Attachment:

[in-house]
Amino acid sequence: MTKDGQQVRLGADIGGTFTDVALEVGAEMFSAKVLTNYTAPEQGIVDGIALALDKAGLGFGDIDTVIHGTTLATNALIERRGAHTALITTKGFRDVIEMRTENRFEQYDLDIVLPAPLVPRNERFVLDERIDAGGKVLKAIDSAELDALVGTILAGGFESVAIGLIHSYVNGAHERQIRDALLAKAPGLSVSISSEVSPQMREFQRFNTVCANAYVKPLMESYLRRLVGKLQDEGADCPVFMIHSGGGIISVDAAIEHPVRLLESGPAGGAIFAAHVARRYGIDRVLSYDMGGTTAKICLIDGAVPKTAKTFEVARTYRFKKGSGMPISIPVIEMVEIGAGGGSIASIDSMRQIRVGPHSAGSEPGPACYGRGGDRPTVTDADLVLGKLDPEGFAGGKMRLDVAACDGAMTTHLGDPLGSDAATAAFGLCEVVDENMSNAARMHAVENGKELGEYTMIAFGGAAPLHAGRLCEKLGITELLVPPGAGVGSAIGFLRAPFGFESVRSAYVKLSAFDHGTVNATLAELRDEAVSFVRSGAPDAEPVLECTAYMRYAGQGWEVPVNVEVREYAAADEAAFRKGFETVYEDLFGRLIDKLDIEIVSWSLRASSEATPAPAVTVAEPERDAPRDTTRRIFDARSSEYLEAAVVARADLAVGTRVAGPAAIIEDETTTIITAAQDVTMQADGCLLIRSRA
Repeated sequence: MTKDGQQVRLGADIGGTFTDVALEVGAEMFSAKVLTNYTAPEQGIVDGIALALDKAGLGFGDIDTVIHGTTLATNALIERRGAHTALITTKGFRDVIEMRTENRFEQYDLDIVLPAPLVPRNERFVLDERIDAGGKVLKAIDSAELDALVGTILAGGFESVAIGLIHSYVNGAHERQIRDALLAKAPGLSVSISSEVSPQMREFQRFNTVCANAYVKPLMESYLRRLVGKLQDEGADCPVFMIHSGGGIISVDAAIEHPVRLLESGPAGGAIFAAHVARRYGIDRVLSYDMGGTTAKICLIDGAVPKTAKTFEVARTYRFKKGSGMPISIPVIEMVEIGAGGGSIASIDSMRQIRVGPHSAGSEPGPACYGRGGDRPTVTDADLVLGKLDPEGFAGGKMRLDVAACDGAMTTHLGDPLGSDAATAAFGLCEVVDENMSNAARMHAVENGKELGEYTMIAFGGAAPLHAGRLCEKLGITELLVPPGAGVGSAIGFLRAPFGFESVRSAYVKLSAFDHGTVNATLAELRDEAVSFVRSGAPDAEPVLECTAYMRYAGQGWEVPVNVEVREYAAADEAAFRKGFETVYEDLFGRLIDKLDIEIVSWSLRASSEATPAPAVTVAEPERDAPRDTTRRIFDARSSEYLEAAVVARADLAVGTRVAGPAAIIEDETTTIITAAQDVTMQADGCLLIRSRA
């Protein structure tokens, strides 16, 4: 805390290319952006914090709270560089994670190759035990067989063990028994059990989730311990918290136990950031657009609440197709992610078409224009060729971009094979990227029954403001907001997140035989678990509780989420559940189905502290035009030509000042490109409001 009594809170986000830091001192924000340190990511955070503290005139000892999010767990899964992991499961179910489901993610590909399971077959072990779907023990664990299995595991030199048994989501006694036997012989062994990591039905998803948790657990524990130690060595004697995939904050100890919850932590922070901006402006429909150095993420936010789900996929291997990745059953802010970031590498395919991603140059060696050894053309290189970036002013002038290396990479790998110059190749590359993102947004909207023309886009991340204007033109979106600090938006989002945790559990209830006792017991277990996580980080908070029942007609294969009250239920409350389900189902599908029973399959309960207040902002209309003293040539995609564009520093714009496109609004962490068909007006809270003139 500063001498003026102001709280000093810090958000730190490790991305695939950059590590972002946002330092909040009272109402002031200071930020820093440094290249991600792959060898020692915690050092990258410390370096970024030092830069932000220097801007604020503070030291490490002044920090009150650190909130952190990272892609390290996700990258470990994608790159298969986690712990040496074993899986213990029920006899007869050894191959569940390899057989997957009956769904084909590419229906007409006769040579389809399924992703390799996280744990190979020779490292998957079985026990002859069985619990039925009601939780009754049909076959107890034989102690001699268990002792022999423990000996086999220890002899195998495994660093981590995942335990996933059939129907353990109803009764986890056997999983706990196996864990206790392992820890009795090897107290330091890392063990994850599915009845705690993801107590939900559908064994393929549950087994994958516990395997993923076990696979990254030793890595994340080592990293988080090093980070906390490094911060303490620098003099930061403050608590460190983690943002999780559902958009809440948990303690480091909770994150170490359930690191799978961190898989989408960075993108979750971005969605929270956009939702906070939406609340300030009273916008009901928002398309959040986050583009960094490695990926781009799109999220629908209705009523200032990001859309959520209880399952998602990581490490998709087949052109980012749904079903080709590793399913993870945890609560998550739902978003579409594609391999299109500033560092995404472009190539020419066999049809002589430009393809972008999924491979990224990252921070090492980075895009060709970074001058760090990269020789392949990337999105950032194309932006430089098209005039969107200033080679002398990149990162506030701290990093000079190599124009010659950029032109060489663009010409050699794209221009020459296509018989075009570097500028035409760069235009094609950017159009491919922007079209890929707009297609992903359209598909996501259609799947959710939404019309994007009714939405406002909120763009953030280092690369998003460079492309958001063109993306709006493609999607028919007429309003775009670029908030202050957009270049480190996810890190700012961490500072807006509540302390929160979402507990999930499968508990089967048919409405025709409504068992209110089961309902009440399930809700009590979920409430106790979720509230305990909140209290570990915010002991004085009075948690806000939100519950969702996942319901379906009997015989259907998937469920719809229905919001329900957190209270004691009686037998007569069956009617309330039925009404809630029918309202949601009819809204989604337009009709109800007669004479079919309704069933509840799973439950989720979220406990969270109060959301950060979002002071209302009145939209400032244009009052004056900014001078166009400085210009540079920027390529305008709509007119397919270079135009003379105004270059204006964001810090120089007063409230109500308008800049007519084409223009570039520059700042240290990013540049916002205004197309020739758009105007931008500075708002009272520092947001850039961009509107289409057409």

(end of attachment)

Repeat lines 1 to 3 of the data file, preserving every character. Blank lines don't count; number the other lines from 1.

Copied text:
[in-house]
Amino acid sequence: MTKDGQQVRLGADIGGTFTDVALEVGAEMFSAKVLTNYTAPEQGIVDGIALALDKAGLGFGDIDTVIHGTTLATNALIERRGAHTALITTKGFRDVIEMRTENRFEQYDLDIVLPAPLVPRNERFVLDERIDAGGKVLKAIDSAELDALVGTILAGGFESVAIGLIHSYVNGAHERQIRDALLAKAPGLSVSISSEVSPQMREFQRFNTVCANAYVKPLMESYLRRLVGKLQDEGADCPVFMIHSGGGIISVDAAIEHPVRLLESGPAGGAIFAAHVARRYGIDRVLSYDMGGTTAKICLIDGAVPKTAKTFEVARTYRFKKGSGMPISIPVIEMVEIGAGGGSIASIDSMRQIRVGPHSAGSEPGPACYGRGGDRPTVTDADLVLGKLDPEGFAGGKMRLDVAACDGAMTTHLGDPLGSDAATAAFGLCEVVDENMSNAARMHAVENGKELGEYTMIAFGGAAPLHAGRLCEKLGITELLVPPGAGVGSAIGFLRAPFGFESVRSAYVKLSAFDHGTVNATLAELRDEAVSFVRSGAPDAEPVLECTAYMRYAGQGWEVPVNVEVREYAAADEAAFRKGFETVYEDLFGRLIDKLDIEIVSWSLRASSEATPAPAVTVAEPERDAPRDTTRRIFDARSSEYLEAAVVARADLAVGTRVAGPAAIIEDETTTIITAAQDVTMQADGCLLIRSRA
Repeated sequence: MTKDGQQVRLGADIGGTFTDVALEVGAEMFSAKVLTNYTAPEQGIVDGIALALDKAGLGFGDIDTVIHGTTLATNALIERRGAHTALITTKGFRDVIEMRTENRFEQYDLDIVLPAPLVPRNERFVLDERIDAGGKVLKAIDSAELDALVGTILAGGFESVAIGLIHSYVNGAHERQIRDALLAKAPGLSVSISSEVSPQMREFQRFNTVCANAYVKPLMESYLRRLVGKLQDEGADCPVFMIHSGGGIISVDAAIEHPVRLLESGPAGGAIFAAHVARRYGIDRVLSYDMGGTTAKICLIDGAVPKTAKTFEVARTYRFKKGSGMPISIPVIEMVEIGAGGGSIASIDSMRQIRVGPHSAGSEPGPACYGRGGDRPTVTDADLVLGKLDPEGFAGGKMRLDVAACDGAMTTHLGDPLGSDAATAAFGLCEVVDENMSNAARMHAVENGKELGEYTMIAFGGAAPLHAGRLCEKLGITELLVPPGAGVGSAIGFLRAPFGFESVRSAYVKLSAFDHGTVNATLAELRDEAVSFVRSGAPDAEPVLECTAYMRYAGQGWEVPVNVEVREYAAADEAAFRKGFETVYEDLFGRLIDKLDIEIVSWSLRASSEATPAPAVTVAEPERDAPRDTTRRIFDARSSEYLEAAVVARADLAVGTRVAGPAAIIEDETTTIITAAQDVTMQADGCLLIRSRA